Newspaper Page Text
Z h r
t iAg that whlege Irs,
pe that which gave riso
Lto lQ.~eX~resi~nlynh lw." Like
>)AW~aled 99a1Way, and the date was8
*.0Ik hat Year Jamnes .Lynch Fizste
* jhen)on' of Goiway's most prosper
, Was mayor. At that time
considerale W trading was carried on
between Galway and Spanish ports.
This mayor was an opulent merchant
TUE JUDGE LAUNOHED 111 SoN;iTO ETEn
and did a large busino w
and frequ ly we
a trip to Spain.
last visi to that country he
recived with great hospitality at
- the house of a rich man named Gomez,
and the two formed a great friendship.
When Eynch Fitzsteplhei was about
to return home, in order to ninke some
grateful return for the hospitaility lhe
had received he requested of Gomnez
as a particular favor to allowv his son,
a youth of nineteen, to accoulany'hilm
to Ireland, promising to take good care
of him during his stay.
Young Gomez~ himself was delighted
with the opportunity thus aftorded him
of foreign travel, and Lynch's request
was complied with. They therefore
embarked and after a pleasanit voy
age arrived in the bay of Galwvay.
Lynch introduced the young stranger
to his family, by whomn he was ro
goived wvith that openI hospitality
*which, undler all circumstances, is such
a marked chiaracteristic in the Irish
Among Lynch's family was an only
soun, Walter, who was as remarkable
for his beauty of person as5 for his
physical and intellectual attainmients. e
Ie was the most popular lnan in the e
town and was an especial favorite with
the fair sex. Young Lynch wvas enam
ored of Agnes Blake, the beautiful
(laughter of a nobleman who lived in
the v'icinity of Gaiway, and she was
* the unhappy and innocent cause of nil
the sorrow which ensued.
Several entertainments were given at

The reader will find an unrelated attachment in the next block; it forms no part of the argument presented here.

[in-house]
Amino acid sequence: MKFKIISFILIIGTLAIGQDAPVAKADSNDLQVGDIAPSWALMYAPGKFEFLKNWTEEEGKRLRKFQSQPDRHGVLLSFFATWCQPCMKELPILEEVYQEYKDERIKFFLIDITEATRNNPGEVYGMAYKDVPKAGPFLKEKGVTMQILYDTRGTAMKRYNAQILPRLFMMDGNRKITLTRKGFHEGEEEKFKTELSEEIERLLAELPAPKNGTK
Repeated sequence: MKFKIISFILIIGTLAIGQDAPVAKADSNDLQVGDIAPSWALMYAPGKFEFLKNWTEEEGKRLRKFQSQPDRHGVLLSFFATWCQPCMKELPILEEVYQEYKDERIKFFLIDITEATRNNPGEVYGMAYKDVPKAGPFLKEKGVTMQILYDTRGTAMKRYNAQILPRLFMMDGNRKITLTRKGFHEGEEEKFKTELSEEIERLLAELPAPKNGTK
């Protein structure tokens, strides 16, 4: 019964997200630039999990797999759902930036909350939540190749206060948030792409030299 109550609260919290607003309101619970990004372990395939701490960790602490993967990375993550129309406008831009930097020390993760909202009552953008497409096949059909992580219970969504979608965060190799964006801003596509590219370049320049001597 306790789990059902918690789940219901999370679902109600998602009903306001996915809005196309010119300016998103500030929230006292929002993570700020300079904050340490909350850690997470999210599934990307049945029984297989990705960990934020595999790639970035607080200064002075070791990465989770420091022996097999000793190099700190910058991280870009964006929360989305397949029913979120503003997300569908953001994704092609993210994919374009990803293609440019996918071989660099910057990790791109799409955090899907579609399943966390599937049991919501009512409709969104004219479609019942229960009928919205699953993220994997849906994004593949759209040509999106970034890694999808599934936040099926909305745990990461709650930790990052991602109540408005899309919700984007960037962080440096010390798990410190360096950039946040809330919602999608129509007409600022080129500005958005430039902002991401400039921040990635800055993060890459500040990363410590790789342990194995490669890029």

the mayor's residence in honor of their
Spanish guest, and at these Miss Blake
was invariably present. At onie of- these
entertainments Walter L~ynuch fancied
that he saw the eyes of his miweethieart
beam with rapture on Gonmez. Fired
by jealousy he upbraided her for her
infidelity, which, in her-haughty pride, .
she refused to deny.
They parted in anger, and Lynch
* then resolved to be revenged. The fol
lowing night as he was passing by Ag
nes' home lhe sawv a man come from
the house wvhom he knewv to be Gomez,
and this strongly helped to enkindle
'his p~assien for revenge. 4
G omnez was at Miss flake'S home on
the-invitation of her father, who was a
fluent Spanish speaker and courted the
society of all who could converse with 4
* him in that soft southern tongue.
Urged by rage, Lynch pursued lisa
imagined rival, who fled before him. Ig
*norant of the streets, Gomes made his
way to the seashore, where lhe was
overtaken by Lynch, and a desperate
duel resulted. In .the battle Oomnez was
killed, and Lynch threw the body into
the sea. But the ocean refused to ac
~ept; such a tribute. The tide throw the
body on the beach, where it was found
and recognized. The murderer flew to